ROMANIAN MAIN OPPOSITION PARTY SEALS PACT WITH TRANSYLVANIA NATIONALISTS
Iliescu and Zeno Opris, executive chairman of the nationalist cultural organization Vatra romaneasca (Romanian Cradle) on 19 December finalized an electoral pact agreed on in July (see "RFE/RL Newsline," 3 August 1999) whereby the Vatra will support the PDSR's election campaign and its leaders will be candidates on the PDSR lists in the 2000 parliamentary elections. Party of Romanian National Unity (PUNR) leader Valeriu Tabara turned down an offer to associate his formation to the agreement, on grounds that Vatra's statutes prevent it from political involvement. Vatra has long been considered by observers to be the PUNR's "political arm" and its desertion to the PDSR reflects the PUNR's loss of electoral support, as a result of repeated leadership crises and splits in the party. MS
FORMER ROMANIAN KING CRITICIZES 'POLITICAL CLASS'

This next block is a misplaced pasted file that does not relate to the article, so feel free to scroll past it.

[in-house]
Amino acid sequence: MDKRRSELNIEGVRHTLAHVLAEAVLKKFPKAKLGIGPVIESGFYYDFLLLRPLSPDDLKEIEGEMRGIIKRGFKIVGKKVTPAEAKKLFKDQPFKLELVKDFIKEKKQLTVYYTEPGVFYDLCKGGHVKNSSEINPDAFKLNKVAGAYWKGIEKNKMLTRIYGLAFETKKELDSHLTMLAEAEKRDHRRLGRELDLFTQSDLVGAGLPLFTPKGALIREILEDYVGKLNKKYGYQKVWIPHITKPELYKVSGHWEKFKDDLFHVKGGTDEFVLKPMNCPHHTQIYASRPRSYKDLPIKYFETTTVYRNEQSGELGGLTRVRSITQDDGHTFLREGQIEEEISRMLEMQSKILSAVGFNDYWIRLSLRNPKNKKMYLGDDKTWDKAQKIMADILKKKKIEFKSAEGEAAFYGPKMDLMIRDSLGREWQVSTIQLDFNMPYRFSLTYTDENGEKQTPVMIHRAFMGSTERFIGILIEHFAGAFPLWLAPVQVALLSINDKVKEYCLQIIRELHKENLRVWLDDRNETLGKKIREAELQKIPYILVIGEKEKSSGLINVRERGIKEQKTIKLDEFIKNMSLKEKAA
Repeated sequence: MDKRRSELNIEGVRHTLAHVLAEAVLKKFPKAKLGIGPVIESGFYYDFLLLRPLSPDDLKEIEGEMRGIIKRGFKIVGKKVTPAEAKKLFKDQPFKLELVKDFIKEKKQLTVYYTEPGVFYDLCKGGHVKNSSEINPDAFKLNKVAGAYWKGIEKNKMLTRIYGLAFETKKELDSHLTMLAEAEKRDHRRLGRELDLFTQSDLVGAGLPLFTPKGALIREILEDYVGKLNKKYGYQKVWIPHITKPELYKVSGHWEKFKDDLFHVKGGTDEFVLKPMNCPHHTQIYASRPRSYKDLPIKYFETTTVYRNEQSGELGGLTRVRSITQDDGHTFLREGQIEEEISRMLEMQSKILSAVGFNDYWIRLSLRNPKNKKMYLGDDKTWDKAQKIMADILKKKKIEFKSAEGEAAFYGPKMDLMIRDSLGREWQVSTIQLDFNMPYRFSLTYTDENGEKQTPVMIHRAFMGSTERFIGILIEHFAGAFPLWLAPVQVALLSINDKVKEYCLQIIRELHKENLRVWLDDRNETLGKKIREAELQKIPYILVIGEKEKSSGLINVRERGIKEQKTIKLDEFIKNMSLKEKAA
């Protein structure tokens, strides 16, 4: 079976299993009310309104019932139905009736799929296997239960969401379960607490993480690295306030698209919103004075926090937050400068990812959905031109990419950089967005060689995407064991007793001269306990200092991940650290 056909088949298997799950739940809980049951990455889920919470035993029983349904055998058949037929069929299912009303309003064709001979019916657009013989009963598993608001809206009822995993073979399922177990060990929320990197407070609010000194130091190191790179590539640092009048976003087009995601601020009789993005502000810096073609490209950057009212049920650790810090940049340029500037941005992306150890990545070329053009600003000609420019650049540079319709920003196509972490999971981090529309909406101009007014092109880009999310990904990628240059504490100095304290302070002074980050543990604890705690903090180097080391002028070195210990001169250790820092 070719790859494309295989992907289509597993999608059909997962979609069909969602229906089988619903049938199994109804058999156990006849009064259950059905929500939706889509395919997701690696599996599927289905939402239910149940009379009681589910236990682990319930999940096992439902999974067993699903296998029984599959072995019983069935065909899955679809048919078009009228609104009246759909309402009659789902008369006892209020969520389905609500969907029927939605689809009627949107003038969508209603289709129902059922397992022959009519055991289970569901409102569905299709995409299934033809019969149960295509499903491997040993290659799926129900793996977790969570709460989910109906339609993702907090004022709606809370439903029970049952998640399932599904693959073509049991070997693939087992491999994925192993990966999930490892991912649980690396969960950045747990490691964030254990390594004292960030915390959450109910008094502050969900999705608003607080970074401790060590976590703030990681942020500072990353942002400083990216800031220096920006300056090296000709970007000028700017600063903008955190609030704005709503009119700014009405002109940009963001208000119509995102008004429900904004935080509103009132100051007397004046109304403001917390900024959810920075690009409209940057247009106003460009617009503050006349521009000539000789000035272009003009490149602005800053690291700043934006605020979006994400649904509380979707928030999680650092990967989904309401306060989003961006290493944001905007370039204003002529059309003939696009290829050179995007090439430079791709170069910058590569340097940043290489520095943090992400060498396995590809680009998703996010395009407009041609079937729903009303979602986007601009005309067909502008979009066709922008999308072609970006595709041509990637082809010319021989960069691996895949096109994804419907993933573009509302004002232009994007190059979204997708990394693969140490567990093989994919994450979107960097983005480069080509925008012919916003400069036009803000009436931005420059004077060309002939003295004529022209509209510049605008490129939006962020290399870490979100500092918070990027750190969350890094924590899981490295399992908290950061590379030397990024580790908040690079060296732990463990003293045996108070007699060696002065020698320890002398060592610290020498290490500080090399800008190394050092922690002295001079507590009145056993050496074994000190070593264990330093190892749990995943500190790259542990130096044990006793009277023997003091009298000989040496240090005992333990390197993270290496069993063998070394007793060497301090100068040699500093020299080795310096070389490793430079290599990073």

Former King Michael on 19 December told journalists in Bucharest that the country's post-communist constitution has not been properly designed and that the "political class" is "wasting its time with personal skirmishes" and is not supported by a properly-devised constitutional framework. Michael said he is not criticizing any political party in particular because his "position" calls for being above politics, and that his designated successor, Princess Margareta, has been educated in the same spirit. He said the monarchy has been "a source of pride for national history" and he cannot comprehend why some insult it and others chose to ignore its existence. Michael said he "has time to wait for an answer" to these questions and "when I shall no longer be around, my heirs will wait for it." MS
MOLDOVAN PRESIDENTIAL AIDES DENY VENICE COMMISSION OPPOSED TO PRESIDENTIAL SYSTEM